Adobe Transparency Center

Harmful Content: Self-Harm

Policy goal

The goal of this policy is to prevent the dissemination of self-harm (through the glorification or depiction of such behavior).

What is in violation

We take the well-being and safety of our users seriously. While we welcome content and conversation about topics such as mental health, suicide, and eating disorders, we restrict the following content: 

  • Promotion or glorification of suicide, self-harm, or eating disorders

  • Suicide pacts

  • Instructions on how to commit acts of self-harm

  • Mocking or harassing victims/survivors of self-injury

  • Encouraging others to seriously harm themselves (for example, encouraging users to participate in dangerous activities such as Russian Roulette)

Content that threatens, depicts, or promotes self-harm is not permitted on any of Adobe's products or services and will be removed when reported to us. Repeat violations could lead to a permanent account restriction.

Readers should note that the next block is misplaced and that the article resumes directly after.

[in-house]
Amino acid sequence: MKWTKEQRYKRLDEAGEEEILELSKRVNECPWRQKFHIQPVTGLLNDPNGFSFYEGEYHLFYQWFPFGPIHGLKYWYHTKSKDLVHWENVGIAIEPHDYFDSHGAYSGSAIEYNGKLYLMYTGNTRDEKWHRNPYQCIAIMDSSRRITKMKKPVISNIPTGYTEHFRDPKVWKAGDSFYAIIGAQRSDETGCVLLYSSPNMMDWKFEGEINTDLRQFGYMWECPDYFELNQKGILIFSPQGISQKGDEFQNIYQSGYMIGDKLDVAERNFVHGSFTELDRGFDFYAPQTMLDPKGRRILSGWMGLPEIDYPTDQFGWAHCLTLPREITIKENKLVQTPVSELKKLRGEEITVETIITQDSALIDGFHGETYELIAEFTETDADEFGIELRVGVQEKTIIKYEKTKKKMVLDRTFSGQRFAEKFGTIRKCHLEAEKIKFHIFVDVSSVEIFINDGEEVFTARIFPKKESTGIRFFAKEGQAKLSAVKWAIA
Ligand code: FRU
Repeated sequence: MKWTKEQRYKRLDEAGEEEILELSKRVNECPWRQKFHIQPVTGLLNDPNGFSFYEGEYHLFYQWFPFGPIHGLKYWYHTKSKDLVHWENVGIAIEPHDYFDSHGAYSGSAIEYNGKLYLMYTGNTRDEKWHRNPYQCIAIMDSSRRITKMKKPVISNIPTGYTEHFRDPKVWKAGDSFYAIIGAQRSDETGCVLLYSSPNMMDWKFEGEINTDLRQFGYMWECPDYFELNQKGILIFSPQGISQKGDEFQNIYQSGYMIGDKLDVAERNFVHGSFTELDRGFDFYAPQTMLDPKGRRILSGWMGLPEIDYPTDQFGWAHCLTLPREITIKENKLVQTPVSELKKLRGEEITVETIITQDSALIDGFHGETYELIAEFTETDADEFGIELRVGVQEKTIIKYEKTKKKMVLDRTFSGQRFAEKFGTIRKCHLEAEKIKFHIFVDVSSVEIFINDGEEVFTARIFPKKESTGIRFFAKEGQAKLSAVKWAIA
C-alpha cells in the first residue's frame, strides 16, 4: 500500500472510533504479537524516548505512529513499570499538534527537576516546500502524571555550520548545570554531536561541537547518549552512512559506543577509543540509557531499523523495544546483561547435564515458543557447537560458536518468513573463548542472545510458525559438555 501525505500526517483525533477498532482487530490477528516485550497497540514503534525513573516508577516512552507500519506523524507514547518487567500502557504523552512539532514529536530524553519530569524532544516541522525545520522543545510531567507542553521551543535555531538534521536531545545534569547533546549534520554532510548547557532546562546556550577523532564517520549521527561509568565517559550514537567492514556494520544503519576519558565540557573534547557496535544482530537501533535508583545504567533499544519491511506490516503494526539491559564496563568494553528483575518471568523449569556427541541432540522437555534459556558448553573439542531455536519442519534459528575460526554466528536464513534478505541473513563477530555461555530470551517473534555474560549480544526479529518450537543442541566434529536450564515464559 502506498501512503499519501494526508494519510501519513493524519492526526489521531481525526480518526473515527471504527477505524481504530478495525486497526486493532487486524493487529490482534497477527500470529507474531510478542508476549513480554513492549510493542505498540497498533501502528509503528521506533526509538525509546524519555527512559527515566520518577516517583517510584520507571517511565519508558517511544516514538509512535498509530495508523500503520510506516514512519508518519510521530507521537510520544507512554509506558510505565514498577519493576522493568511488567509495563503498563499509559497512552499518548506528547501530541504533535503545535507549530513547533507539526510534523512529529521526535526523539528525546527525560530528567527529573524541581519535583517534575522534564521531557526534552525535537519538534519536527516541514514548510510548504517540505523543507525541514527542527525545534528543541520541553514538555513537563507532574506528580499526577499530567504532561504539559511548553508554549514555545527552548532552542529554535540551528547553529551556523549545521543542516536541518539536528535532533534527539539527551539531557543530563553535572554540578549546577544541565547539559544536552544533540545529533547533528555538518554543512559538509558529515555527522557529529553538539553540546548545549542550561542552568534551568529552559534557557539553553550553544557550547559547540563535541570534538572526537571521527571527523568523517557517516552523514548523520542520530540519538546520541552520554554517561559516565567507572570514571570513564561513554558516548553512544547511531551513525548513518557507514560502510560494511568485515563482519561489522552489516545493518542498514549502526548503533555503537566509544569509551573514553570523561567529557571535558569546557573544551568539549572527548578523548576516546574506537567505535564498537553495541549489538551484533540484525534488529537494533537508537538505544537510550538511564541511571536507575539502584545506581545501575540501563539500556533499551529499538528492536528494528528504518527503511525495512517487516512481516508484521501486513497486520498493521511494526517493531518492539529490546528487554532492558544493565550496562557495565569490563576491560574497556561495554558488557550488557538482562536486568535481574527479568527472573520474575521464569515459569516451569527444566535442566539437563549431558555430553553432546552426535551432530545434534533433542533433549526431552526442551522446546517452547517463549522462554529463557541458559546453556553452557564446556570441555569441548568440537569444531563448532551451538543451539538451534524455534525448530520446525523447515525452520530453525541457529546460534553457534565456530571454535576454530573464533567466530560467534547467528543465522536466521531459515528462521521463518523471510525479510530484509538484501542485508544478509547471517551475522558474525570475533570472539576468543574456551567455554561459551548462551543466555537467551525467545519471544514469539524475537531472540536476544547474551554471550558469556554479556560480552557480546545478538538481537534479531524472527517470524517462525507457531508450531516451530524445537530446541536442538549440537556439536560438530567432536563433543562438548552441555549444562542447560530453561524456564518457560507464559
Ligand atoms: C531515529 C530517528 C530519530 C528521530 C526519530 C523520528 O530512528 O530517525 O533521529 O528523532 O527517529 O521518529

Policy definitions

Self-harm content

Content that depicts, encourages, coordinates, or provides instructions for: 

  • Suicide

  • Self-injury

  • Eating disorders

(National Library of Medicine: Introduction to self-harm)





Content discussing prior experiences with self-harm or mental illness

Creatives can use Adobe’s platforms to responsibly discuss their prior experiences with self-harm/self-injury or mental illness. For example, a user can create a project to discuss how art has helped them cope with mental illness and overcome suicidal thoughts.  

While we do allow users to create works that responsibly discuss their prior experiences with self-harm or mental illness, we do not allow content that promotes or encourages others to engage in self-harm. 


Addresses sensitive subjects and themes in an age-appropriate manner

Informative: History, science, culture, societal issues 

Educational or scientific

Anatomy diagrams, medical resources, public health PSAs (about mental health)

Fine art

Sculptures, paintings, photographs featured in museums, educational materials, textbooks, historical materials, and so on


Depictions of images relevant to a newsworthy event; commentary related to a political or national event (image purpose should be relevant to the event)

Noncredible threats

Overly dramatic statements without additional context to suggest the threat of harm is credible, realistic, and/or imminent